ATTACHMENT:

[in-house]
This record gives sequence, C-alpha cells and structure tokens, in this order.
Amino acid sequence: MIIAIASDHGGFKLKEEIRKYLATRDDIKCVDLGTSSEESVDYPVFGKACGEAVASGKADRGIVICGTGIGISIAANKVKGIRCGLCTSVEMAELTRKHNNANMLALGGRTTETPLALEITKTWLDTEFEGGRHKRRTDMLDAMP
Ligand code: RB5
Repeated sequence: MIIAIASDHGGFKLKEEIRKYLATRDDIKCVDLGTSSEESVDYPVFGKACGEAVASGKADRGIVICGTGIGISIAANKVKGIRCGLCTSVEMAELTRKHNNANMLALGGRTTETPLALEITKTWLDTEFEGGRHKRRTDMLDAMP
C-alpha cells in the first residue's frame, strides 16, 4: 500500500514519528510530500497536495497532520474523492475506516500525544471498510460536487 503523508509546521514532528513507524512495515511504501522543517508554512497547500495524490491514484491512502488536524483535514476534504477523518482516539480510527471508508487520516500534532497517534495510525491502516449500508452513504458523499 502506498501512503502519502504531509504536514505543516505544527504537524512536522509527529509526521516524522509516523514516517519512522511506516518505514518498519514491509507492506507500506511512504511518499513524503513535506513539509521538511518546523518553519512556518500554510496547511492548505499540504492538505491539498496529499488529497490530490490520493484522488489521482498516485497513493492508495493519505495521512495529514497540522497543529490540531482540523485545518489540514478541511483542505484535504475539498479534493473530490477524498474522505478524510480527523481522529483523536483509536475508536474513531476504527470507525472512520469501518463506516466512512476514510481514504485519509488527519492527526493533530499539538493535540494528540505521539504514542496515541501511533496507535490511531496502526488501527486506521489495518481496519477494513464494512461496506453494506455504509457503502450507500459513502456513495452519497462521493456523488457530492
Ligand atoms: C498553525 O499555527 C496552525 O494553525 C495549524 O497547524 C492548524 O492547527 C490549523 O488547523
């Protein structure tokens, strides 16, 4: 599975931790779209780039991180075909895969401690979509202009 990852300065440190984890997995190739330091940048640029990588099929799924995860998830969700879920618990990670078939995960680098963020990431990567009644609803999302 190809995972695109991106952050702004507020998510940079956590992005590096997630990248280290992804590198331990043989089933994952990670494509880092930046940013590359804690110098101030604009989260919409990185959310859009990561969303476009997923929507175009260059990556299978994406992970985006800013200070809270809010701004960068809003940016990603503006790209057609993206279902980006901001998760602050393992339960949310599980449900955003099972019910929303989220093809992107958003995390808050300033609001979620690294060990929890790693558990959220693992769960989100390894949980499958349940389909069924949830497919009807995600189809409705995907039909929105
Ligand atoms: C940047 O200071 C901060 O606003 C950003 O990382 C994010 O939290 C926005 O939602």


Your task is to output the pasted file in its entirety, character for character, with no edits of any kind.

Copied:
[in-house]
This record gives sequence, C-alpha cells and structure tokens, in this order.
Amino acid sequence: MIIAIASDHGGFKLKEEIRKYLATRDDIKCVDLGTSSEESVDYPVFGKACGEAVASGKADRGIVICGTGIGISIAANKVKGIRCGLCTSVEMAELTRKHNNANMLALGGRTTETPLALEITKTWLDTEFEGGRHKRRTDMLDAMP
Ligand code: RB5
Repeated sequence: MIIAIASDHGGFKLKEEIRKYLATRDDIKCVDLGTSSEESVDYPVFGKACGEAVASGKADRGIVICGTGIGISIAANKVKGIRCGLCTSVEMAELTRKHNNANMLALGGRTTETPLALEITKTWLDTEFEGGRHKRRTDMLDAMP
C-alpha cells in the first residue's frame, strides 16, 4: 500500500514519528510530500497536495497532520474523492475506516500525544471498510460536487 503523508509546521514532528513507524512495515511504501522543517508554512497547500495524490491514484491512502488536524483535514476534504477523518482516539480510527471508508487520516500534532497517534495510525491502516449500508452513504458523499 502506498501512503502519502504531509504536514505543516505544527504537524512536522509527529509526521516524522509516523514516517519512522511506516518505514518498519514491509507492506507500506511512504511518499513524503513535506513539509521538511518546523518553519512556518500554510496547511492548505499540504492538505491539498496529499488529497490530490490520493484522488489521482498516485497513493492508495493519505495521512495529514497540522497543529490540531482540523485545518489540514478541511483542505484535504475539498479534493473530490477524498474522505478524510480527523481522529483523536483509536475508536474513531476504527470507525472512520469501518463506516466512512476514510481514504485519509488527519492527526493533530499539538493535540494528540505521539504514542496515541501511533496507535490511531496502526488501527486506521489495518481496519477494513464494512461496506453494506455504509457503502450507500459513502456513495452519497462521493456523488457530492
Ligand atoms: C498553525 O499555527 C496552525 O494553525 C495549524 O497547524 C492548524 O492547527 C490549523 O488547523
């Protein structure tokens, strides 16, 4: 599975931790779209780039991180075909895969401690979509202009 990852300065440190984890997995190739330091940048640029990588099929799924995860998830969700879920618990990670078939995960680098963020990431990567009644609803999302 190809995972695109991106952050702004507020998510940079956590992005590096997630990248280290992804590198331990043989089933994952990670494509880092930046940013590359804690110098101030604009989260919409990185959310859009990561969303476009997923929507175009260059990556299978994406992970985006800013200070809270809010701004960068809003940016990603503006790209057609993206279902980006901001998760602050393992339960949310599980449900955003099972019910929303989220093809992107958003995390808050300033609001979620690294060990929890790693558990959220693992769960989100390894949980499958349940389909069924949830497919009807995600189809409705995907039909929105
Ligand atoms: C940047 O200071 C901060 O606003 C950003 O990382 C994010 O939290 C926005 O939602």